Celebrating 50 Years
Doyon’s 50-year anniversary is June 26, 2022. As part of this celebration, Doyon will be sharing stories, highlights, and photos from past annual reports, newsletters, village corporations, shareholders, and leaders. To highlight your village or shareholders, contact Doyon Communications Department at email@example.com.
Tanana Chiefs Conference — Sackett Elected President – Group Tackles Selections By Jaqueline Glasgow, Staff Writer, a historic Fairbanks Daily News Miner article.
On March 14, at 9:00 a.m. the Tanana Chiefs Conference, representing some thirty-nine Native Communities, assembled at the Eagles Hall in Fairbanks for a three day session.
Behind their leaders’ table, an unlighted Bingo number board and an American flag seemed a suitable backdrop for the complex game of land selection.
The attentive and serious participants wended their way through lengthy explanations of land claim legalities, enrollment procedures, and technicalities for the incorporation of the Regional Corporation required under the Native Claims Act.
It was a numbers game all the way: how many acres of land are available for selection, how many weeks or months to make final selections, how many people to be counted in enrollment, how many dollars to pay executives and leaders, how many outside attorneys and consultants to hire, and how many incorporators to elect?
In the President’s report to the delegates, Tim Wallis provided some of the background leading up to the decisions that would have to be made.
A critical factor facing the Executive Committee was the pressure of time. Near the end of January, the Tanana Chiefs had only three weeks to set up a Land Office, to research, and to come up with “in lieu” land selections.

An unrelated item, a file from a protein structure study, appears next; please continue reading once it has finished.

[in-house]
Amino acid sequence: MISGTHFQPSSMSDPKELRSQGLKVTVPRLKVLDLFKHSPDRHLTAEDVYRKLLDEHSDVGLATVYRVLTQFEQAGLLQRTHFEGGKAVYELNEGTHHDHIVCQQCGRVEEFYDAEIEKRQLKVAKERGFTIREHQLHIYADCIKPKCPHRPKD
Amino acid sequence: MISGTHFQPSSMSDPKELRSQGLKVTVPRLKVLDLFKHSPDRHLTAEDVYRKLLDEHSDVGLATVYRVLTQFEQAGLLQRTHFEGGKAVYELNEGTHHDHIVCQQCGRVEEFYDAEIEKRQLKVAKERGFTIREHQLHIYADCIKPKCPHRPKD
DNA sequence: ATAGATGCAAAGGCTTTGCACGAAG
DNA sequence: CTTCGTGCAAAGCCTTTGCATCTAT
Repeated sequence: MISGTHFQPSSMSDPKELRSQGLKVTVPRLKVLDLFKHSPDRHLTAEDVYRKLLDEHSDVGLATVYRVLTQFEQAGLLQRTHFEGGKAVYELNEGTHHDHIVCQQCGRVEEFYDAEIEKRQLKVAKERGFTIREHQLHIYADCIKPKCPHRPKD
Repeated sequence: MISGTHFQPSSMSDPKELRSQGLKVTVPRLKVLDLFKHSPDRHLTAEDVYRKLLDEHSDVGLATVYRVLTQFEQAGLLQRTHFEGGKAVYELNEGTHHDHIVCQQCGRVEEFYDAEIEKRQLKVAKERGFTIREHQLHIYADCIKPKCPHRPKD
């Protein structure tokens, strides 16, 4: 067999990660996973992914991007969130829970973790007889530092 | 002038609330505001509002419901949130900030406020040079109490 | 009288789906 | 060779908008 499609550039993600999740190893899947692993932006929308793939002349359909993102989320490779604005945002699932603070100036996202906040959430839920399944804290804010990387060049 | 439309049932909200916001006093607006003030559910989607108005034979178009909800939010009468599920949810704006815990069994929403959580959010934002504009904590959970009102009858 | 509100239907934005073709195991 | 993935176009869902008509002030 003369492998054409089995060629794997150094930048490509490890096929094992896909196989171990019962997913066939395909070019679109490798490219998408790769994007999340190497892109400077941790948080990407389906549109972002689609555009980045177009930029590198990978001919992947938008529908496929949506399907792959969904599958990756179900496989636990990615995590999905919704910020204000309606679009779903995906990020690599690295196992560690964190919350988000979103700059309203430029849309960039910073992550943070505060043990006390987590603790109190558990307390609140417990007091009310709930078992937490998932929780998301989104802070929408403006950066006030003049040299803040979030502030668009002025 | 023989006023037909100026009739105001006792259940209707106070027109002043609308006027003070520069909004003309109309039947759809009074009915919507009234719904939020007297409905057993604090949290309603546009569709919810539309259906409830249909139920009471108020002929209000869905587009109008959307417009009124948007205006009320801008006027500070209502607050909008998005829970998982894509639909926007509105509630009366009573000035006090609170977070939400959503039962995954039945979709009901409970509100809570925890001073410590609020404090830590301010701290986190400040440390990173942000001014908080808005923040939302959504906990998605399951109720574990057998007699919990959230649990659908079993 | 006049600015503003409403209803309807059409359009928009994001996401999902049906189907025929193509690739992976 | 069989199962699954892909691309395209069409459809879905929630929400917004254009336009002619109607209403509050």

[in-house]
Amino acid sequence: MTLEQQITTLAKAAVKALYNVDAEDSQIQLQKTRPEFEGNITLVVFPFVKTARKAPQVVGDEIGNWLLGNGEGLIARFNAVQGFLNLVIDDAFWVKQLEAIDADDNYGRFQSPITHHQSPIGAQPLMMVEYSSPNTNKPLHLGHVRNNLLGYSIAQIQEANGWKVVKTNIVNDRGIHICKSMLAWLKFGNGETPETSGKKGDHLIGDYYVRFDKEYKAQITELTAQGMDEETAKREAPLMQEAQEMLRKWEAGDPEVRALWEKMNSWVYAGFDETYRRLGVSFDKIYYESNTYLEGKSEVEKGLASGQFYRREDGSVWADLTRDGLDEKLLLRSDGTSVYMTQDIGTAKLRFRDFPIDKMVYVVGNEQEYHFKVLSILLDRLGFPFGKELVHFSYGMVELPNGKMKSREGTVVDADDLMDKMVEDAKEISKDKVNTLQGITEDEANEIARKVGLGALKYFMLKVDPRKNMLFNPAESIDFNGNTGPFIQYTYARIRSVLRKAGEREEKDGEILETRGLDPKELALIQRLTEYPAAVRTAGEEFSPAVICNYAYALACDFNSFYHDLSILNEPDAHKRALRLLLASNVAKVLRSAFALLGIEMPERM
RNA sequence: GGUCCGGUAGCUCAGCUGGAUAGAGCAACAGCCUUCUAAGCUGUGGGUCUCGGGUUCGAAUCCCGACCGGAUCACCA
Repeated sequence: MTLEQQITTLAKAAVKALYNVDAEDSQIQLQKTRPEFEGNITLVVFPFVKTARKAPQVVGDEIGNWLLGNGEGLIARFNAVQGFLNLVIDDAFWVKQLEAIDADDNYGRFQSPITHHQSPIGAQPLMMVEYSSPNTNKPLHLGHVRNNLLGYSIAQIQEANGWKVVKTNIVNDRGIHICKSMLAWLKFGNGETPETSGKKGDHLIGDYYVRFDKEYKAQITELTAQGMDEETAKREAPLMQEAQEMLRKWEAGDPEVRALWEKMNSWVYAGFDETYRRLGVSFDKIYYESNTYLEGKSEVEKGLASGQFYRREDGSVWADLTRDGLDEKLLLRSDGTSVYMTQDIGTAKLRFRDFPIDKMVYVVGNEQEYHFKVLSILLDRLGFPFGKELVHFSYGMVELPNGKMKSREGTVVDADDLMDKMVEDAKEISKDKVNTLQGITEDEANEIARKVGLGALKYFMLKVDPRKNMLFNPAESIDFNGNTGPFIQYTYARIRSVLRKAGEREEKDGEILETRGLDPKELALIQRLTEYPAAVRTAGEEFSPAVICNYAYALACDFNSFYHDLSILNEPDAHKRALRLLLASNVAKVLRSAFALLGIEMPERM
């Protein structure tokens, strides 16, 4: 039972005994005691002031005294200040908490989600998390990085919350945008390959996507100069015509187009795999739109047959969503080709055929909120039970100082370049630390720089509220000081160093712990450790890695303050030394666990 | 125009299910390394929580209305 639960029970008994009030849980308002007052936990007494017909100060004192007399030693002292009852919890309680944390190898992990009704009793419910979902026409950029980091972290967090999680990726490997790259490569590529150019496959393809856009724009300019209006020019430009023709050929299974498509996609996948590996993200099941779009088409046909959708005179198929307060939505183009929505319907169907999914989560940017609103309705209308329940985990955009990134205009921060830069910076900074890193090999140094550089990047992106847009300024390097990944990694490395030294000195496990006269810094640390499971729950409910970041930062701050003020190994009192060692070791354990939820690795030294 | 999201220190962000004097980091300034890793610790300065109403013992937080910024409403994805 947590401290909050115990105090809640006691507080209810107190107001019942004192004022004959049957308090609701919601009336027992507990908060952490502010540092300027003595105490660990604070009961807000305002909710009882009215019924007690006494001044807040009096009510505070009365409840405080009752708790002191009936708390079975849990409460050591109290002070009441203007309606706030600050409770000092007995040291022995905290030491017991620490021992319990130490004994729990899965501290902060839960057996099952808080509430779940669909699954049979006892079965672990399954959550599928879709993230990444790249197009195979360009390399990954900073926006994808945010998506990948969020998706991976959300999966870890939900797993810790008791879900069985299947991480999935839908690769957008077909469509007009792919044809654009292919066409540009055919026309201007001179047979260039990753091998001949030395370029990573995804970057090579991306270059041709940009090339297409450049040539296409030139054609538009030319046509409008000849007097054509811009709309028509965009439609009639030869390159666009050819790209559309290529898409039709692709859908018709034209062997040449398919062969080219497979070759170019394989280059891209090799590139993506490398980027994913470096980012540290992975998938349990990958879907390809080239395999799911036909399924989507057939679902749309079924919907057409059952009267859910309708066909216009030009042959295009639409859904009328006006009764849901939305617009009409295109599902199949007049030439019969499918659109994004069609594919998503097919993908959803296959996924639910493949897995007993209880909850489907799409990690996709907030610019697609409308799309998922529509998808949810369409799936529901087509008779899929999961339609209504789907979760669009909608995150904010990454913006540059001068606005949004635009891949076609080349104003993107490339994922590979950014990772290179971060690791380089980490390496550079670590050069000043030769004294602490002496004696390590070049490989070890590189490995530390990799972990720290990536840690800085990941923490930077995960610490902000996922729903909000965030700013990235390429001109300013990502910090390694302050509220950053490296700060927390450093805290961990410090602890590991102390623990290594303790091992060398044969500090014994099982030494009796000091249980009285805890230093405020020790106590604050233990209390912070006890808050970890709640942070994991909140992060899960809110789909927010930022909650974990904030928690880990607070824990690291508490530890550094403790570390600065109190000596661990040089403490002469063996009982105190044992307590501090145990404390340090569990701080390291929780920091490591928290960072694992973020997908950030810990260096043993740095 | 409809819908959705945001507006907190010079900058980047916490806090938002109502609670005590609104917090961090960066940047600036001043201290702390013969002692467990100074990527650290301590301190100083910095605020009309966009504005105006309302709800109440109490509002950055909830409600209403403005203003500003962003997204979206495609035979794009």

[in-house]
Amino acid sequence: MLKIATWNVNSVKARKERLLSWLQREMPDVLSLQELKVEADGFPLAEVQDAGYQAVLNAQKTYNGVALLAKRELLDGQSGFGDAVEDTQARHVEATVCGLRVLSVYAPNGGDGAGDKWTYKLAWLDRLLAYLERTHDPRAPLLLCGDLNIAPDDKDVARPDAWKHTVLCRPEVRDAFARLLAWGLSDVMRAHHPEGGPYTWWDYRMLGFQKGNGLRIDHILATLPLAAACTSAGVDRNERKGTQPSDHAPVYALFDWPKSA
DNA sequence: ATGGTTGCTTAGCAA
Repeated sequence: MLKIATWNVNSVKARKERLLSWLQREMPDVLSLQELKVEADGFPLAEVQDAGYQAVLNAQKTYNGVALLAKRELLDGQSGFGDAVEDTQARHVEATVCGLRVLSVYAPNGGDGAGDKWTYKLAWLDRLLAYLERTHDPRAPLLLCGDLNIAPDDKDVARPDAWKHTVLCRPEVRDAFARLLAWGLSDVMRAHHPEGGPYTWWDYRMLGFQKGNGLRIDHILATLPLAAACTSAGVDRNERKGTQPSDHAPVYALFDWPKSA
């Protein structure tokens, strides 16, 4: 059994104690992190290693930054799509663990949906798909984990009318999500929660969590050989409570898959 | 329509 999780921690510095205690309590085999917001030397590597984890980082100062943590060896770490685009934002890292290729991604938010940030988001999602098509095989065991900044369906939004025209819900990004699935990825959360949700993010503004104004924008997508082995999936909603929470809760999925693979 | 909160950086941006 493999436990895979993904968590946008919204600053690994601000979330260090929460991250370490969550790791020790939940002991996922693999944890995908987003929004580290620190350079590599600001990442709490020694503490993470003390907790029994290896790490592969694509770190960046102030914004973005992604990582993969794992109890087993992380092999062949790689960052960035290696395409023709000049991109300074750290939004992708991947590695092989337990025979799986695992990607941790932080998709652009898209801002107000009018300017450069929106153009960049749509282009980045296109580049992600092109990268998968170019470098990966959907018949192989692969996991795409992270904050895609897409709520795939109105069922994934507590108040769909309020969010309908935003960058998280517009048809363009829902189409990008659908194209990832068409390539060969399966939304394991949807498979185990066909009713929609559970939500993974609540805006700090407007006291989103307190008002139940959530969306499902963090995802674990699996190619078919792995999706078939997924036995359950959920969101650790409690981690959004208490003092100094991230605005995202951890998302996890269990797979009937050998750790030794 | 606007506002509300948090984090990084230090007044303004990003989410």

The entire committee flew to Anchorage to meet with Assistant Secretary of the Interior, Harrison Loesch.
Loesch stated firmly that he “was here to discuss the land withdrawals but only the enment and funding.
He was urged by the committee to discuss the withdrawals and also to grant a six months extension to make selections. The Tanana Chiefs were eventually granted a one month extension, moving the deadline to March 18.
At a later meeting, with Leosch, the BIA, and other staff members, the Tanana Chiefs requested that additional lands be withdrawn around villages not mentioned in the Act and around certain historical sites.
The delegates were informed of the hiring of Richard Frank as Director of Land Planning and of Robert Jenks as Land Consultant. Both men were commended for the work under adverse time pressures.
“Their decisions always reflected their concern,” Mr. Wallis said.
When the work was completed, the full Board of the Tanana Chiefs hand carried their selections to Secretary of the Interior Morton’s office in Washington, D.C. On the following day, meeting with the Secretary, they presented their views on the disputed Rampart Dam area.
There was much discussion during the Conference on the subject of the Rampart Dam area classification. At the present time, it remains a legal problem to be litigated.
However, the Tanana Chiefs hope for a decision from the Department of the Interior as to whether they will be allowed to file on this area, making an alternate selection in the event that Rampart Dam area is eventually not available.
There has been some criticism of the lands selected by the Tanana Chiefs. Richard Frank explained that the people making the decisions tried to keep in mind the best interest as projected into the future rather than the immediate present.
The advisors consulted were local Alaska, not outsiders. Geologists, biologists, and ecologists were asked: “Which lands would you select if you were in the Tanana Chiefs and why would you select them?”
Consideration was given to fish and wildlife resources, timber resources, and mineral resources.
It was announced that the Tanana Chiefs had retained a Washington, D.C. attorney, Mr. Art Lazarus to represent their interests in Washington. Copies of the contract with Mr. Lazarus were distributed to each delegate.
Delegates were cautioned about responding to letters mailed to the villages from FNA, BIA, and other consulting firms, either giving information or soliciting contracts. Information has been confusing or even inadvertently in error.
Before responding to mail, villages were advised to check with the Tanana Chiefs office in Fairbanks. This was not to be interpreted as a paternalistic gesture, but to enable the Tanana Chiefs to act in full cooperation with one another and to avoid duplication of efforts.